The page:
The Easiest Way to Tan a Deer Hide

Photograph by Charles Masters

Tanning a deer hide is a rite of passage, cementing blood ties to our hunting forebears who depended upon skins for warmth and who respected slain animals by never letting any part go to waste. Using an alum solution (you can find ammonia alum at pharmacies) departs from tradition—ancestral hunters used brains for tanning—but will render your hide soft and supple. The reward is a memento that serves a dual purpose as a beautiful wall hanging or a comforter for a winter night.

Skin the deer and bone out the tail. Scrape every particle of fat and flesh from the hide with a knife. Begin the tanning process or preserve it with a generous layer of non-iodized salt. Salted hides can be air dried until the onset of warm weather, or frozen.

Soak the skin in water in a plastic garbage can until it softens, changing the water often. Drain, then pull the skin back and forth across the edge of a board. Scrape it with the back edge of a knife or an old hacksaw blade with dull teeth. Do not expose the hair roots.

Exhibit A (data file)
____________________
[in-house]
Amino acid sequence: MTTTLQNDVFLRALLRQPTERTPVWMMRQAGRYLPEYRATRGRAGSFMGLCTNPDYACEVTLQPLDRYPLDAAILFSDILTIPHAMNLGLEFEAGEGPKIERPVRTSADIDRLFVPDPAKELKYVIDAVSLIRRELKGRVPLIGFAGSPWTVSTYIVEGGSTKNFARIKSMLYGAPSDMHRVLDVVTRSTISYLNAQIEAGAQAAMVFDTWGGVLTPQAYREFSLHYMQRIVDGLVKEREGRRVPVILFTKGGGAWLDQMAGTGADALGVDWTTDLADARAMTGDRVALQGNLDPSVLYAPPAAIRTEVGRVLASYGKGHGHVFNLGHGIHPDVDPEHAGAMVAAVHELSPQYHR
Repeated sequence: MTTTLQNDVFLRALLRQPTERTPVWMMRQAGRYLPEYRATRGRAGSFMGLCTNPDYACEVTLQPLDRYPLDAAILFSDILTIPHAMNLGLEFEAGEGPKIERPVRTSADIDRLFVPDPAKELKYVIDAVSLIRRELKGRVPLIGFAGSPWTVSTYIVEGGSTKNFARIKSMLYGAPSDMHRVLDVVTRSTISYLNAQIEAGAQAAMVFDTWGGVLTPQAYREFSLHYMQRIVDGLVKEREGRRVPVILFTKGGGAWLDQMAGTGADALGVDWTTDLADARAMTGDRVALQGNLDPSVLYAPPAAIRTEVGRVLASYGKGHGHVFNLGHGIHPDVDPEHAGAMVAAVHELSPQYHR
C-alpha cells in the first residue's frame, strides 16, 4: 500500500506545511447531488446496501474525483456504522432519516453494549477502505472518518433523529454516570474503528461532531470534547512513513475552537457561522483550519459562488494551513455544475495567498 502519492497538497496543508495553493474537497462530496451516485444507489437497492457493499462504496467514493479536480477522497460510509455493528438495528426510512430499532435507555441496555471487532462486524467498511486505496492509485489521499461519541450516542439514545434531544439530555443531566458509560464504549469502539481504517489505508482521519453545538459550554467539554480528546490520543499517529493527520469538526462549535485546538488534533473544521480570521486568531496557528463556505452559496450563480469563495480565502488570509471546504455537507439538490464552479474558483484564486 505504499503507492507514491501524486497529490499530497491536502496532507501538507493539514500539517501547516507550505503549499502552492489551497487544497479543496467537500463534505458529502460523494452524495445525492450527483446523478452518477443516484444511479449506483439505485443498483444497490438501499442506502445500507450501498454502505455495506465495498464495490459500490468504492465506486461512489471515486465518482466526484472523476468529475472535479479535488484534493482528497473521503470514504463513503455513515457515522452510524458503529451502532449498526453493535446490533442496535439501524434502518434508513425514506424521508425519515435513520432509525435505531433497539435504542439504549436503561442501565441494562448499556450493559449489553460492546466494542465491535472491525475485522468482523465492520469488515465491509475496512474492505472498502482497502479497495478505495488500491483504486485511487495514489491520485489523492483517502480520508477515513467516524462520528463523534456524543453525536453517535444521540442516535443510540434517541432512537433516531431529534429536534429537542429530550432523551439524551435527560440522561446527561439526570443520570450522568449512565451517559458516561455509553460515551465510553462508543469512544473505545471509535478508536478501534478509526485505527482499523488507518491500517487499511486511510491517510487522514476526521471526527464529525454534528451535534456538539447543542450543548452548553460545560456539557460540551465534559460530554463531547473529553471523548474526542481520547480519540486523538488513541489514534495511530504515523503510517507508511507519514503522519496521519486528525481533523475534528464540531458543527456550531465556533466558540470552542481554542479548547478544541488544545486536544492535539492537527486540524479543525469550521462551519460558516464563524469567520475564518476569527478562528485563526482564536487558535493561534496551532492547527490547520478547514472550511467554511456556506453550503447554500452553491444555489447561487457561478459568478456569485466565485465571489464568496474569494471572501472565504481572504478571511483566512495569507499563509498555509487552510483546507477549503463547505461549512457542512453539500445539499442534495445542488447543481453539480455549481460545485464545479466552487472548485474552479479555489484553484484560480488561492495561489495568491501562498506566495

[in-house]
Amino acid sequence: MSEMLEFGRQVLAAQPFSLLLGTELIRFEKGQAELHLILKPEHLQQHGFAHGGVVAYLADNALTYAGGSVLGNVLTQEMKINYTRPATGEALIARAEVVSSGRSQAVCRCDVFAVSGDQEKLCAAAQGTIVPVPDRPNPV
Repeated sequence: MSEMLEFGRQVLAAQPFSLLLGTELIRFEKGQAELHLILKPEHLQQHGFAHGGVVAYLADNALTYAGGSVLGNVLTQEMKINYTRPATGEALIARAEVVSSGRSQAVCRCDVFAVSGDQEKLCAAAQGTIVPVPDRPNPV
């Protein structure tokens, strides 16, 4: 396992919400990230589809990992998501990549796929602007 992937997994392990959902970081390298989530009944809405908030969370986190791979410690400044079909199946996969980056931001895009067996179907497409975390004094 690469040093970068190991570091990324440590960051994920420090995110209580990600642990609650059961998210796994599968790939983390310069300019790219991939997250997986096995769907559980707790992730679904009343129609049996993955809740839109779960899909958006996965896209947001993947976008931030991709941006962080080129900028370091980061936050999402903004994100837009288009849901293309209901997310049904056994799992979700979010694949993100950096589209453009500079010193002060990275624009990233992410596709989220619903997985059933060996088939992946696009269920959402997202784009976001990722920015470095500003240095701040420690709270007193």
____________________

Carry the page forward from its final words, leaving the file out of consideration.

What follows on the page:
Dissolve 2 ½ pounds of salt in 4 gallons of water in the garbage can. In a plastic bucket, dissolve 1 pound of ammonia alum in a gallon of water. Slowly pour the alum solution into the garbage can, mixing thoroughly. Soak the skin for four days, occasionally stirring to make sure the hide is well coated. Rinse thoroughly with running water.

Tack the hide, hair side down, to a piece of plywood. Partially dry it in a sunless place, then rub in a coat of fat liquor oil (3 ½ ounces of neat's-foot oil combined with 3 ½ ounces of warm water and 1 ounce of ammonia). Work in half of this mixture, allow it to stand for an hour, then repeat. Cover with plastic overnight.

Remove the tacks, dampen the hide with a wet cloth, stretch it, then rub it back and forth over a sawhorse. Redampen it and repeat, applying additional fat liquor sparingly. When the hide is perfectly supple, smooth the surface by chafing it with fine-grit sandpaper.